TRANSCRIPT

Expert Tips for Helping Suicidal Older Adults

(Podcast #009)

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In today's episode, I want to share with you how you can help a loved one who you worry might be at risk for suicide. I want to talk about an important fact that older men over 85 have the highest rate of suicide in the country more than any other age group.

Introduction:
I'm Dr. Regina Koepp. I'm a board certified clinical psychologist and I specialize with older adults and families. I created the psychology of aging podcast to answer some of the most common questions I get about aging. Questions about mental health and wellness, changes in the brain like with dementia, relationships and sex, caregiving, and even end of life. Like I say in my therapy groups, no topic is off topic, we just have to have a healthy way of talking about it. So if you're an older adult or caring for one, you're in the right place. Let's get started.

May is mental health awareness month and may is also older American's month, so I'm making May all about mental health awareness for older adults. I mean this is the Psychology of Aging Podcast after all. So since it's mental health awareness month and older American's month, I have a free guide to help older adults stay mentally well during COVID. It's called the COVID-19 Wellness Guide for Older Adults and I'll link to it in my show notes, so go check it out.

Last week I spoke about depression in older adulthood and I gave you tips on how to help your older loved ones who may be depressed. Today I'm going to be talking about suicide and how to help older loved ones who may be experiencing suicidal thoughts or have suicidal concerns.

Disclaimer (02:01):

I want to give a disclaimer upfront that I will be talking about suicide and suicide prevention and in doing this I'm going to be sharing a story that was published in the New York times in December. I know that suicide is a very, very sensitive topic and so if this topic is triggering for you or is very intense for you, please consider whether or not it's healthy for you to listen to this particular podcast on this particular day. If you do choose to listen, please consider listening with a friend or calling a friend afterward. If you need to talk about it and process it.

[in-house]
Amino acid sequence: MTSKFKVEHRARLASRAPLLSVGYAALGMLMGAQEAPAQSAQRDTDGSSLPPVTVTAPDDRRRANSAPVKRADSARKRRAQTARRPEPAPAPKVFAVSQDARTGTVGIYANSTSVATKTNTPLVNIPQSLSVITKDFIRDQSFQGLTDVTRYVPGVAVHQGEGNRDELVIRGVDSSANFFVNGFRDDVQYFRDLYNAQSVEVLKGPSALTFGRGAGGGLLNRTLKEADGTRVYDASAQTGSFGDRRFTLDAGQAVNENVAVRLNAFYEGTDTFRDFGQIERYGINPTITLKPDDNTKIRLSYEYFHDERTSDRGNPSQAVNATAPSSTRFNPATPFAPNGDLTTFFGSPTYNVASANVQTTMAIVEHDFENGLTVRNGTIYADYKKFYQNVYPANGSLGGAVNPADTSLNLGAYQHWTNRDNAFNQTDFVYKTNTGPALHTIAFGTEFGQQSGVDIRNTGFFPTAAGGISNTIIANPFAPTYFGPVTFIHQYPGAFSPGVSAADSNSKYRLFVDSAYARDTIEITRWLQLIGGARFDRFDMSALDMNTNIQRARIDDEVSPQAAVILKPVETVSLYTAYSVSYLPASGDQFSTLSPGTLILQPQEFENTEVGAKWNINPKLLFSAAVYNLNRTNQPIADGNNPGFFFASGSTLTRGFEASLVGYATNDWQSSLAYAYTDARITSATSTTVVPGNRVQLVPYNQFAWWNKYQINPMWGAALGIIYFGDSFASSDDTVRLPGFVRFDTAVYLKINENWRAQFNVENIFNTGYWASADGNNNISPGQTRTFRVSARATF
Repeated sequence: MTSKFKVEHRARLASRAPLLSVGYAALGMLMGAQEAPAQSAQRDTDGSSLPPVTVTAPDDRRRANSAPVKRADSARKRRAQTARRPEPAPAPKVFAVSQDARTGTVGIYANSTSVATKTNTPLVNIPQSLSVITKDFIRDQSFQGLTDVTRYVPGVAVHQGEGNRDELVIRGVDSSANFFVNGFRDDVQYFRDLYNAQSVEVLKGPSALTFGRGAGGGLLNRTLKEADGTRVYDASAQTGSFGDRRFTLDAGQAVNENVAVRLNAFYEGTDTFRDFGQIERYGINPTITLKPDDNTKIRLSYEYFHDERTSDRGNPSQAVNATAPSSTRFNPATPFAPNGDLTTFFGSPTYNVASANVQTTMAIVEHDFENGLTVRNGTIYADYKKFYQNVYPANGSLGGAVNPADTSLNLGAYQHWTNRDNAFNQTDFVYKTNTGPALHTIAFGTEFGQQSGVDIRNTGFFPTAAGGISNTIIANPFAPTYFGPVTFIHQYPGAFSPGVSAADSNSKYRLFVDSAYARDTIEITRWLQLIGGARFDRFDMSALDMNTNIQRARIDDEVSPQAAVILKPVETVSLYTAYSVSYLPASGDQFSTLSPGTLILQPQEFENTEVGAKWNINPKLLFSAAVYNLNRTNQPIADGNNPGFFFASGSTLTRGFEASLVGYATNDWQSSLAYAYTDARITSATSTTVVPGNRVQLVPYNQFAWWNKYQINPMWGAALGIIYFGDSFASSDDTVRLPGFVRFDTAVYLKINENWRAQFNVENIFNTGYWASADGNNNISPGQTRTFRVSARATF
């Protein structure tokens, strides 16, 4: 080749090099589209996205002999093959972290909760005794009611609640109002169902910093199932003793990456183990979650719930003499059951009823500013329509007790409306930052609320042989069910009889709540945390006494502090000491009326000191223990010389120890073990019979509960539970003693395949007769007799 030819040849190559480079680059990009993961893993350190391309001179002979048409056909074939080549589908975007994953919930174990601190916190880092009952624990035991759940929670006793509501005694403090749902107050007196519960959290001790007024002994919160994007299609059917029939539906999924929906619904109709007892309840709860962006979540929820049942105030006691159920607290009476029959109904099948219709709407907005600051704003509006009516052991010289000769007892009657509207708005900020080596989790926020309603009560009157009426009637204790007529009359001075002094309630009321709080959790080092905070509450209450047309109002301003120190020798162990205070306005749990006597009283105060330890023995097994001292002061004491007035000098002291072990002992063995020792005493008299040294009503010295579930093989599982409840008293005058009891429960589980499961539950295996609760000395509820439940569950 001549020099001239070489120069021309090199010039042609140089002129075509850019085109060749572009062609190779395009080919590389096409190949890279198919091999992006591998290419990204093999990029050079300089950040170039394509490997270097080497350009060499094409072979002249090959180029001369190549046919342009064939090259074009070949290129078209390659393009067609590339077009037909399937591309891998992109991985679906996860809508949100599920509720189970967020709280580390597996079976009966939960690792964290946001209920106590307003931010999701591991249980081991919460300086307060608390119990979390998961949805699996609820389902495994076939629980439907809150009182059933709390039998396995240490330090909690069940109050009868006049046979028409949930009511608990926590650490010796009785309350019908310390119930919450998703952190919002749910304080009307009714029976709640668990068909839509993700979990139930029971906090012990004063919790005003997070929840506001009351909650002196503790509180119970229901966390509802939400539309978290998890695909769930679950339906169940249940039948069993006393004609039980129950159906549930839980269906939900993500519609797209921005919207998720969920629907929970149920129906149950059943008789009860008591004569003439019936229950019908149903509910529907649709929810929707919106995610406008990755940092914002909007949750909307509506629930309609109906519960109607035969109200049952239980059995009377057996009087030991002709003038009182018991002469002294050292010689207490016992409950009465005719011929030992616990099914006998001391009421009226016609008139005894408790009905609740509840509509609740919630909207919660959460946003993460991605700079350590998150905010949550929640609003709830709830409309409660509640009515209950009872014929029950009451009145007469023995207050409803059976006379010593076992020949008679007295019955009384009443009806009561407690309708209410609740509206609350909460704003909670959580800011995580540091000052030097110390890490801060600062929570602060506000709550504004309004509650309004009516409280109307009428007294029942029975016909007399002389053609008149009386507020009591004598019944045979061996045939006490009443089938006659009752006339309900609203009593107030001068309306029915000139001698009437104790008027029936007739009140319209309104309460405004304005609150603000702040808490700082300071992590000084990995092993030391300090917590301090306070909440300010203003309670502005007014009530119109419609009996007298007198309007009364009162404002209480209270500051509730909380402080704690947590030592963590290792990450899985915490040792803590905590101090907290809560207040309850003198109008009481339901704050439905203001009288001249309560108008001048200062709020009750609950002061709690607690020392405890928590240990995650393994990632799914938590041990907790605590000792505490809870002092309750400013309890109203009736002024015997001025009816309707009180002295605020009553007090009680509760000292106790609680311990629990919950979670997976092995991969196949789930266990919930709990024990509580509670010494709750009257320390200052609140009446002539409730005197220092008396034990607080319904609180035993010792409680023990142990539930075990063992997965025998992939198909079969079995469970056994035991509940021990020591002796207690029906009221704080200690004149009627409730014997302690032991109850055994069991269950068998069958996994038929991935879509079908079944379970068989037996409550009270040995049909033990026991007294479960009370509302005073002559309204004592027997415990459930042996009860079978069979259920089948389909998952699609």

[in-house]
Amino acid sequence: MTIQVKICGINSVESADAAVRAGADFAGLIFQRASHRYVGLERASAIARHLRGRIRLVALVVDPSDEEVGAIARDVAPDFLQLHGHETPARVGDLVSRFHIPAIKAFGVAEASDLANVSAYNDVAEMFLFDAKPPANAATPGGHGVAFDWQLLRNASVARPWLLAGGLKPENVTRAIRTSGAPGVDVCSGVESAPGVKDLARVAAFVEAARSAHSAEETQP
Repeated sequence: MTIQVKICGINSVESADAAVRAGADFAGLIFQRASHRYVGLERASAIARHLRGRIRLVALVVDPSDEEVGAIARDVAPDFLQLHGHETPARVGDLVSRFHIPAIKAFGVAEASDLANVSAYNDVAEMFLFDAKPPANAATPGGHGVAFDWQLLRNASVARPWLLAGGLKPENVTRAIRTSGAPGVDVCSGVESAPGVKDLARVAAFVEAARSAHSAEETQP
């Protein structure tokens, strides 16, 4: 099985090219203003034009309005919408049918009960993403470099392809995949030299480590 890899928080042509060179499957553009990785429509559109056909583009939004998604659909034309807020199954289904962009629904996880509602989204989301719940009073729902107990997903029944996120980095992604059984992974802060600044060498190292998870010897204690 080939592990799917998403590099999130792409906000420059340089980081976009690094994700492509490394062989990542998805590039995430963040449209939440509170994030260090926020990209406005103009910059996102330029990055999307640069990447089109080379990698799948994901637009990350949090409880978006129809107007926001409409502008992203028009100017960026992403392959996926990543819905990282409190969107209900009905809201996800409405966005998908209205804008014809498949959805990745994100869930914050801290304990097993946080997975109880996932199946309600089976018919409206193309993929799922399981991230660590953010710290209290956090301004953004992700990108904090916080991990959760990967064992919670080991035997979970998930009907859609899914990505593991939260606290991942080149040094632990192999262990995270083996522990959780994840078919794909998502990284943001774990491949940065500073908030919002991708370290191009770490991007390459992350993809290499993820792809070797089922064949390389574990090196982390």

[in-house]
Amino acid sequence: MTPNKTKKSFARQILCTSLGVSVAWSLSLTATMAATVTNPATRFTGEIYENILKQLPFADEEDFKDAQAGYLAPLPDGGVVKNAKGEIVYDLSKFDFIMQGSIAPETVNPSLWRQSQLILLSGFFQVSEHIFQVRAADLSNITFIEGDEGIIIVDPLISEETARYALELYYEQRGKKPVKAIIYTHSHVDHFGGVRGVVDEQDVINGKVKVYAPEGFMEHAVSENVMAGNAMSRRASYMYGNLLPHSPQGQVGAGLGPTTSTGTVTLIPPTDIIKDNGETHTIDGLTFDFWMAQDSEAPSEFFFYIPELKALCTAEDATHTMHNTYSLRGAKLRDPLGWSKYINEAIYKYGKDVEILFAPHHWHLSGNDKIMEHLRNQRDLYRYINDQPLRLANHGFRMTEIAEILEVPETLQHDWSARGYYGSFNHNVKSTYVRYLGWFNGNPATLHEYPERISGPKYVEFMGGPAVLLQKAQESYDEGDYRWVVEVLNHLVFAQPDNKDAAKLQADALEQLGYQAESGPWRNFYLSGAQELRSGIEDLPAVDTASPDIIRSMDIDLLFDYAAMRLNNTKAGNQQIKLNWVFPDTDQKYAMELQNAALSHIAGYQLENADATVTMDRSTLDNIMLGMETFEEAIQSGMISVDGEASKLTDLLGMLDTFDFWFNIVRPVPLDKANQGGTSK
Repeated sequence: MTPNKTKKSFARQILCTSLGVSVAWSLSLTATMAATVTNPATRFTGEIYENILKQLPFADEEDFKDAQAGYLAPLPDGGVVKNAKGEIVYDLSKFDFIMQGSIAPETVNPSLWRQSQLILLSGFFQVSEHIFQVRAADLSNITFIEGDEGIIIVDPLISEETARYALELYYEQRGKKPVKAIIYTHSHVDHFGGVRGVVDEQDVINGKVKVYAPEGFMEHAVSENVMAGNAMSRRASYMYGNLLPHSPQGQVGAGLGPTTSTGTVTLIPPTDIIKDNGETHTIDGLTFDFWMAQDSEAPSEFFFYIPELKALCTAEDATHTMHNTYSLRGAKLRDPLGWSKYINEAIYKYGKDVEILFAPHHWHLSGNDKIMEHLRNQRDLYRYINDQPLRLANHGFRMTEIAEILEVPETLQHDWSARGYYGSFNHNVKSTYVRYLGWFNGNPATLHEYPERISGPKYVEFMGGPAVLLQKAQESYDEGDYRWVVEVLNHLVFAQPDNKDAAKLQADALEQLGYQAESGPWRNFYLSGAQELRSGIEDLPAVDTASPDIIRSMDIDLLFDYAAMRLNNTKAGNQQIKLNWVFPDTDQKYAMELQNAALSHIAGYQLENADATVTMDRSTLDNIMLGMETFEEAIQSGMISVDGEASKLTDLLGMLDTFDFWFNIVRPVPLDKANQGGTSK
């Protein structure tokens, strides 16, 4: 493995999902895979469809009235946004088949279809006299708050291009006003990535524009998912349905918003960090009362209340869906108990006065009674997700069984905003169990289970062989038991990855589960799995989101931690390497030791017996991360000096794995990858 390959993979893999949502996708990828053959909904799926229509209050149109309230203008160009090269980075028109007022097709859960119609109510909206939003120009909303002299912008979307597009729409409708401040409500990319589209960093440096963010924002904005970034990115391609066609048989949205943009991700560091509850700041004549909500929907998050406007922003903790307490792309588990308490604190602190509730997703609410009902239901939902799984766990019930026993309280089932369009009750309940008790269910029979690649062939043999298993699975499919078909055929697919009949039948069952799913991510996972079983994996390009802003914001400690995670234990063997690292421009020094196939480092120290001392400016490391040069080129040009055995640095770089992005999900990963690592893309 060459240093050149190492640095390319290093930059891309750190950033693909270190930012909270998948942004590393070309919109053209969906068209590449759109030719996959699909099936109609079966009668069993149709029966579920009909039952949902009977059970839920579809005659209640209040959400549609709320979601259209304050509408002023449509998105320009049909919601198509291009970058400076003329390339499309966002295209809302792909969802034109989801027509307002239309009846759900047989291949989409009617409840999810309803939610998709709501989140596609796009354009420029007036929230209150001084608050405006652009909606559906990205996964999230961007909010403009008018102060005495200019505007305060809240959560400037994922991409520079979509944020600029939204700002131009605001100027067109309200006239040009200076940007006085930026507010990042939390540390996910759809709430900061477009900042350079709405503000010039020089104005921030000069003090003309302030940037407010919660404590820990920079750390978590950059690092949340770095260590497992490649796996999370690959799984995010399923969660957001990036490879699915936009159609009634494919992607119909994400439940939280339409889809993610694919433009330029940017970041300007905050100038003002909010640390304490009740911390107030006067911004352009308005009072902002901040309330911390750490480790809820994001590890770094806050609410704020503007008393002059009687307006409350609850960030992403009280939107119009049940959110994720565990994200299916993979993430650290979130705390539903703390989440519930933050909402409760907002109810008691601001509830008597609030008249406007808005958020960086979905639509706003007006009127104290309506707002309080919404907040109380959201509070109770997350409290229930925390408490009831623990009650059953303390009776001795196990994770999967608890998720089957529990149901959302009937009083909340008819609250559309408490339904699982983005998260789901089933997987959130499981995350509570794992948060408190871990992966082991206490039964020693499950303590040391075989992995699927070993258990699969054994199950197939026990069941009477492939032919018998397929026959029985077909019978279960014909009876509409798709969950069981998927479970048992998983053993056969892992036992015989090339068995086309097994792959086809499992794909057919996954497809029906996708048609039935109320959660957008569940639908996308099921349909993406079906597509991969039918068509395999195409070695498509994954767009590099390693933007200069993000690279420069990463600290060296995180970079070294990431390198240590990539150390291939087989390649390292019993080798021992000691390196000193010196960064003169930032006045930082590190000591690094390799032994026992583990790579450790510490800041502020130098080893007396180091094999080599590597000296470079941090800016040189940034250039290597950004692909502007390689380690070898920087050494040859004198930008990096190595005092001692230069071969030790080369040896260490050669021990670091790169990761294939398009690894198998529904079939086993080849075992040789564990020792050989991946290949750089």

A family story of suicide (02:44):

I want to start with a family story about suicide. This is a story that was published in the New York times in December and I'll be referencing it and linking to it in my show notes if you want to read the story fully, but it's a story about Richard and Alma. Shaver. Richard Shaver was 79 and Amish shaver was 80 they were married for 60 years. Alma shaver had dementia and Richard was her caregiver. Her dementia was advancing and the story goes that Richard also had his own medical concerns - Cancer- though I'm not sure that his family knew about that and one day Alma shaver was sleeping and he as best as I think they could tell, took her life and then laid down next to her and took his own life as well. Everybody who knew them thought that they were incredibly devoted. They started dating in the fifties they were married for 60 years. The shavers had three daughters. They say that it's not the ending they would have chosen, but they won't hold it against their dad. And then the article says that the death especially stung his daughters, they were accustomed to their mom not being entirely there. They never thought their father would soon leave too. I want to just remind you if you haven't heard my grief and loss during covert episode on ambiguous loss, that's exactly what this talks about. They were accustomed to their mom not being entirely there. That is ambiguous loss. That is a loss where the person is physically there but emotionally gone or cognitively gone or difficult to connect with. And then what the daughters are saying is that was a loss that they were experiencing, but that they didn't think that they would lose their dad too. And so that's another type of grief. And then a suicide is another type of grief. It makes it complicated. The daughter's also worried that in their father's final hours that he must have felt so alone. The daughters say that they feel implored to live their lives to the fullest, worried that they might also get dementia. There are a lot of questions that come up around suicide and older adults and around euthanasia and older adults. That will be a conversation for another podcast episode.


Suicide must be taken seriously in older adulthood (05:21):

In today's episode, I want to share with you how you can help a loved one who you worry might be at risk for suicide. I want to talk about an important fact that older men over 85 have the highest rate of suicide in the country more than any other age group. Suicide attempts in older adults are more likely to result in death than in younger adults. The reasons for that are that older adults plan more carefully and use more lethal means. They're less likely to be discovered and rescued and less likely to recover if the suicide is not fully completed.



If an older adult is suicidal, it's okay to ask them questions, like these (06:06):

If you are worried about an older adult who's suicidal, it's appropriate and important to ask some questions like, do you feel as though life is no longer an option for you? Have you had thoughts about your own death and dying lately? Well, you share those with me. Have you had thoughts about harming yourself? Are you planning to harm yourself or to take your life? What is your plan? Is there a gun in the house or a collection of pills? Are you alone very often or who's near you? Who do you rely on? Who do you trust? And if they do share information that's concerning, there are some things you can do to help.